Mr. Phil Pothen: Without a robust environmental assessment process, we cannot guarantee that.

What we are seeing is a pattern of changes that are, in fact, likely to produce less of the infrastructure that we need, fewer homes overall, because they facilitate the long-running pattern of governments squandering infrastructure, construction materials and labour on chasing rainbows out on greenfield when they’re desperately needed to build stuff that we already know how to build—which is family-sized apartments on what are now single detached residential lots in existing neighbourhoods, which is compact family homes created by splitting up what are wide-lot bungalows in existing neighbourhoods—and instead facilitating projects that are going to consume far more labour, far more time, far more infrastructure to create the same number of units, which means that we will create fewer units, with less mobility than we would have otherwise, because we’re muddying the water here.

What we need is a clear path of least resistance that leads to existing neighbourhoods, leads to densification of existing neighbourhoods, leads to increased transit infrastructure within neighbourhoods. Part of creating a path of least resistance is hardening up the path to the places where you don’t want to go. That means strengthening environmental assessment, making it harder to build stuff in the places where it’s going to squander resources.


Ms. Sandy Shaw: Thanks, Phil. You know what? Chasing rainbows in greenfield—I wrote it down.

I know that my colleague MPP Harden would like to ask questions about the other schedule in the bill, so thank you.

The Chair (Ms. Laurie Scott): MPP Harden.

Mr. Joel Harden: Chair, how much time do we have left?

The Chair (Ms. Laurie Scott): You have four minutes.

Mr. Joel Harden: All right. Wonderful. Thank you to both for being here today. I want to begin with you, Ms. Murray. I was having a conversation with the Minister of Infrastructure this morning, and when I was getting ready for our committee work today, I was noting a 2017 report from the Auditor General where she found that we had, at the time the report was written, 812 vacant buildings owned by the province of Ontario, in 2016-17. These were buildings we were heating, we were maintaining, but they weren’t being used.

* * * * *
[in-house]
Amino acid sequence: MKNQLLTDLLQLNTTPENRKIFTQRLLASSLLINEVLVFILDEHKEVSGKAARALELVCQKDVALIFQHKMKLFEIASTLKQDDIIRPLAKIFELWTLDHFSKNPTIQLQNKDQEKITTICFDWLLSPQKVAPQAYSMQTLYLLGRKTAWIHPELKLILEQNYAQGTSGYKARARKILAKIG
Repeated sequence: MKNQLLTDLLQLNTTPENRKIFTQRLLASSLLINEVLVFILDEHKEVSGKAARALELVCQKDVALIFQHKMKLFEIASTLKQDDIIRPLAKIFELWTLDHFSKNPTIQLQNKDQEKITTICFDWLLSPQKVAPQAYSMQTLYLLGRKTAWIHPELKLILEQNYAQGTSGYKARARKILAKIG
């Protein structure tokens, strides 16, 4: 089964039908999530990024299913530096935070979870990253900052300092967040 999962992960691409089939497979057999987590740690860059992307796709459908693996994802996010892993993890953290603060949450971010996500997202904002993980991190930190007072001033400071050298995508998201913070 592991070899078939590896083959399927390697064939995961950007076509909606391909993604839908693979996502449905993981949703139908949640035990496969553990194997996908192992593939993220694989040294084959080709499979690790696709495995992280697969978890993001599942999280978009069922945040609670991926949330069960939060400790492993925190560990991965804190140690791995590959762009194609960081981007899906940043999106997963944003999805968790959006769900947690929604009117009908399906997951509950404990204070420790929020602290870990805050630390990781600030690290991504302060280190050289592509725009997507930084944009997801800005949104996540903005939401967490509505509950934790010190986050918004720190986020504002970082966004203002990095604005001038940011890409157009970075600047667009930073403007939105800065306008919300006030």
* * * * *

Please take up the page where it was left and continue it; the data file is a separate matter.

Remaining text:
It seems to me that the federal government has embarked on a process—not quick enough in my opinion, but they’ve embarked on a process to repurpose unused office space in the city of Ottawa for housing. I was wondering, given your expertise in real estate in addition to the environmental expertise, if you had any comment on this matter, if this should be a priority for the government.

Ms. Jessica Murray: Yes, absolutely. I think that’s a really, really fantastic idea. I think anything that’s not being used but is taking up resources makes sense to be repurposed, absolutely. Especially considering that these days, since COVID-19, so many people are working from co-working spaces, they’re working from home. We’re actually seeing a lot of development where some people are not wanting to go into a main workspace anymore, and a lot of organizations are not actually even wanting workspace anymore. So we are seeing the building of—for example, at Vic Park and the 401, they’re going to be building out—I think it’s called commissioners park. I can’t remember exactly what it’s called, I’m sorry, but it’s LSQ that’s coming to that neighbourhood. Basically, the idea is that it’s right off the 401. You come in, you go to work, you can stay in the condo that’s right beside, so you’re walking distance. These are communities that builders would not build unless there was actually a real demand for it. I think that actually makes very, very good sense, and we are seeing development kind of respond to the changing needs post-COVID.